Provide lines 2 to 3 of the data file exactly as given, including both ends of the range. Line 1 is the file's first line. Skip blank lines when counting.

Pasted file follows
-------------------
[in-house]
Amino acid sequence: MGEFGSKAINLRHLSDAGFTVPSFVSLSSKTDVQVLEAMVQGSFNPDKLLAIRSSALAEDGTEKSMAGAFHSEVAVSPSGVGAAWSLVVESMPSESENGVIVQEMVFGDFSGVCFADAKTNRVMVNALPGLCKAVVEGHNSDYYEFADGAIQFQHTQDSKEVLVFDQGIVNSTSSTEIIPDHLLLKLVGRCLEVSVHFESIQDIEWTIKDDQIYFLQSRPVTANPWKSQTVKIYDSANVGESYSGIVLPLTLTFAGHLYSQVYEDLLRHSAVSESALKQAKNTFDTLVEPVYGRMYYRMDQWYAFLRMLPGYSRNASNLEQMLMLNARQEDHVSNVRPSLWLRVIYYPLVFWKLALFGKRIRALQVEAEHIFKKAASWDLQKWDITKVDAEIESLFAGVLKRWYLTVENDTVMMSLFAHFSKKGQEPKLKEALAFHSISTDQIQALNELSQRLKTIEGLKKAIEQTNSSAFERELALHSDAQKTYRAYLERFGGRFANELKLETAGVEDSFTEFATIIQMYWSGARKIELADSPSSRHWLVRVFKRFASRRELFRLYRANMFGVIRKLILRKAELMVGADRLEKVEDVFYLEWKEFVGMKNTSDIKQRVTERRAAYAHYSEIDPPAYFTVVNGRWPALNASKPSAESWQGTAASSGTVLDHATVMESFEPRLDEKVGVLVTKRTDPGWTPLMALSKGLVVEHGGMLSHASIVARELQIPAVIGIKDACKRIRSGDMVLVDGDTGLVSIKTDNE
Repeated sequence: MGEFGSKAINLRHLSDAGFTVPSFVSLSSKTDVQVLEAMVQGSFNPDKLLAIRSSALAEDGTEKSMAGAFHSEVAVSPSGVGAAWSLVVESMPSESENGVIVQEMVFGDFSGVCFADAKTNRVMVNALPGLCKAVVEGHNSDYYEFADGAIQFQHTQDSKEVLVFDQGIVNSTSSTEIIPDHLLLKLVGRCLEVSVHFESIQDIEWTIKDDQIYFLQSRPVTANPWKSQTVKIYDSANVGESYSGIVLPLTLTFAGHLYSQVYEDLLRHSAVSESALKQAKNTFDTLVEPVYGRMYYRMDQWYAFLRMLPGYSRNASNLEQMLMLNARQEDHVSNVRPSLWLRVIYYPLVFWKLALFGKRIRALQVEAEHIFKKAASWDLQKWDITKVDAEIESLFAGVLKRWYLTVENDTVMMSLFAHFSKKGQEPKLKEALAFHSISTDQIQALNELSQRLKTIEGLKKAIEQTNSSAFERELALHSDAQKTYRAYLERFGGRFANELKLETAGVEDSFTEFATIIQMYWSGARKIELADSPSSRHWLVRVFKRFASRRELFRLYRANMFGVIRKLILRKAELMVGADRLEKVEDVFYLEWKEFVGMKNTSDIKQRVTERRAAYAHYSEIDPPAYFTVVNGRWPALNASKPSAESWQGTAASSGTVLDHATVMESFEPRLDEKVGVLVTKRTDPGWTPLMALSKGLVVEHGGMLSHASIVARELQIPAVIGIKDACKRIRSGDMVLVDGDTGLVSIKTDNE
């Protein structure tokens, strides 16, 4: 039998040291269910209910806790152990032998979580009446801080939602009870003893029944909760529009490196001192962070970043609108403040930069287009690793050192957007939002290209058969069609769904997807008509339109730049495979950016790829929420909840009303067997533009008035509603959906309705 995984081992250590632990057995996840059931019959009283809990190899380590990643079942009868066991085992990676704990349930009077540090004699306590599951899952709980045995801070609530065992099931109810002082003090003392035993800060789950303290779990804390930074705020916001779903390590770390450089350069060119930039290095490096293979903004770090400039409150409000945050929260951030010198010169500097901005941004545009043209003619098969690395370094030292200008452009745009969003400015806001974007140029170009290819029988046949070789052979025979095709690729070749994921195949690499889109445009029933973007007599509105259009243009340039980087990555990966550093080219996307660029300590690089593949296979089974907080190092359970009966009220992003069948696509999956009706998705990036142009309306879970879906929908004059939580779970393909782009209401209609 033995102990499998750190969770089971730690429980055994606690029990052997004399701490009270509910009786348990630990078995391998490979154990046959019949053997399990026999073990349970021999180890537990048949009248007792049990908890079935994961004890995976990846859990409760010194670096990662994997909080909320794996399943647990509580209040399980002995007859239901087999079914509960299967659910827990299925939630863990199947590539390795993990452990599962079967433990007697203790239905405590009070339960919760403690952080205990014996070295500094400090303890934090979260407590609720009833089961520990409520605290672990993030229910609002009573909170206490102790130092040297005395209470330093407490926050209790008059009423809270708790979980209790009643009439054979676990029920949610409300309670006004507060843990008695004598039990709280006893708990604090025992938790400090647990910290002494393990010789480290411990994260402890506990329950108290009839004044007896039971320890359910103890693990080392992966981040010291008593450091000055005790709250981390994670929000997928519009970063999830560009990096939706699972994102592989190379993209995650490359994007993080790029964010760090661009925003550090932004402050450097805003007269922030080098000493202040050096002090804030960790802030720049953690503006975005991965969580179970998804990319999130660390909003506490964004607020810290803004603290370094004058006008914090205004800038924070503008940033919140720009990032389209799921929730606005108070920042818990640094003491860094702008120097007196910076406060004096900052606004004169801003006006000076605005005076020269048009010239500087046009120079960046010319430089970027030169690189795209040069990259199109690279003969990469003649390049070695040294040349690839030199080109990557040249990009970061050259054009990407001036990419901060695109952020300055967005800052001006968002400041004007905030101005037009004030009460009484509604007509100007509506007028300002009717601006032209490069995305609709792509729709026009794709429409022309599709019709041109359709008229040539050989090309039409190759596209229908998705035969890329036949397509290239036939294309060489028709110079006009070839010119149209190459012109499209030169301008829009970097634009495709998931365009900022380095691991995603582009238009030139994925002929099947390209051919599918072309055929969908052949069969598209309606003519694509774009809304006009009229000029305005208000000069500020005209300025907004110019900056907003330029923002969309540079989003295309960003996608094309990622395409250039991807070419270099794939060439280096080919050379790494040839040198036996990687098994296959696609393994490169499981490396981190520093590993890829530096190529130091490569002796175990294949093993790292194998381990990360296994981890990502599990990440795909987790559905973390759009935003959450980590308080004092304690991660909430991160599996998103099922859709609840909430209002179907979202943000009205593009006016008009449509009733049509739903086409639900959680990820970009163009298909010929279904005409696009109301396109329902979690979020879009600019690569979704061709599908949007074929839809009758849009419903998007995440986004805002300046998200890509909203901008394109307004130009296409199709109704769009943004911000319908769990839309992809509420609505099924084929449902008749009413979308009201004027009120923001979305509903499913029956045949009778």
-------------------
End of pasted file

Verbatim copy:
Amino acid sequence: MGEFGSKAINLRHLSDAGFTVPSFVSLSSKTDVQVLEAMVQGSFNPDKLLAIRSSALAEDGTEKSMAGAFHSEVAVSPSGVGAAWSLVVESMPSESENGVIVQEMVFGDFSGVCFADAKTNRVMVNALPGLCKAVVEGHNSDYYEFADGAIQFQHTQDSKEVLVFDQGIVNSTSSTEIIPDHLLLKLVGRCLEVSVHFESIQDIEWTIKDDQIYFLQSRPVTANPWKSQTVKIYDSANVGESYSGIVLPLTLTFAGHLYSQVYEDLLRHSAVSESALKQAKNTFDTLVEPVYGRMYYRMDQWYAFLRMLPGYSRNASNLEQMLMLNARQEDHVSNVRPSLWLRVIYYPLVFWKLALFGKRIRALQVEAEHIFKKAASWDLQKWDITKVDAEIESLFAGVLKRWYLTVENDTVMMSLFAHFSKKGQEPKLKEALAFHSISTDQIQALNELSQRLKTIEGLKKAIEQTNSSAFERELALHSDAQKTYRAYLERFGGRFANELKLETAGVEDSFTEFATIIQMYWSGARKIELADSPSSRHWLVRVFKRFASRRELFRLYRANMFGVIRKLILRKAELMVGADRLEKVEDVFYLEWKEFVGMKNTSDIKQRVTERRAAYAHYSEIDPPAYFTVVNGRWPALNASKPSAESWQGTAASSGTVLDHATVMESFEPRLDEKVGVLVTKRTDPGWTPLMALSKGLVVEHGGMLSHASIVARELQIPAVIGIKDACKRIRSGDMVLVDGDTGLVSIKTDNE
Repeated sequence: MGEFGSKAINLRHLSDAGFTVPSFVSLSSKTDVQVLEAMVQGSFNPDKLLAIRSSALAEDGTEKSMAGAFHSEVAVSPSGVGAAWSLVVESMPSESENGVIVQEMVFGDFSGVCFADAKTNRVMVNALPGLCKAVVEGHNSDYYEFADGAIQFQHTQDSKEVLVFDQGIVNSTSSTEIIPDHLLLKLVGRCLEVSVHFESIQDIEWTIKDDQIYFLQSRPVTANPWKSQTVKIYDSANVGESYSGIVLPLTLTFAGHLYSQVYEDLLRHSAVSESALKQAKNTFDTLVEPVYGRMYYRMDQWYAFLRMLPGYSRNASNLEQMLMLNARQEDHVSNVRPSLWLRVIYYPLVFWKLALFGKRIRALQVEAEHIFKKAASWDLQKWDITKVDAEIESLFAGVLKRWYLTVENDTVMMSLFAHFSKKGQEPKLKEALAFHSISTDQIQALNELSQRLKTIEGLKKAIEQTNSSAFERELALHSDAQKTYRAYLERFGGRFANELKLETAGVEDSFTEFATIIQMYWSGARKIELADSPSSRHWLVRVFKRFASRRELFRLYRANMFGVIRKLILRKAELMVGADRLEKVEDVFYLEWKEFVGMKNTSDIKQRVTERRAAYAHYSEIDPPAYFTVVNGRWPALNASKPSAESWQGTAASSGTVLDHATVMESFEPRLDEKVGVLVTKRTDPGWTPLMALSKGLVVEHGGMLSHASIVARELQIPAVIGIKDACKRIRSGDMVLVDGDTGLVSIKTDNE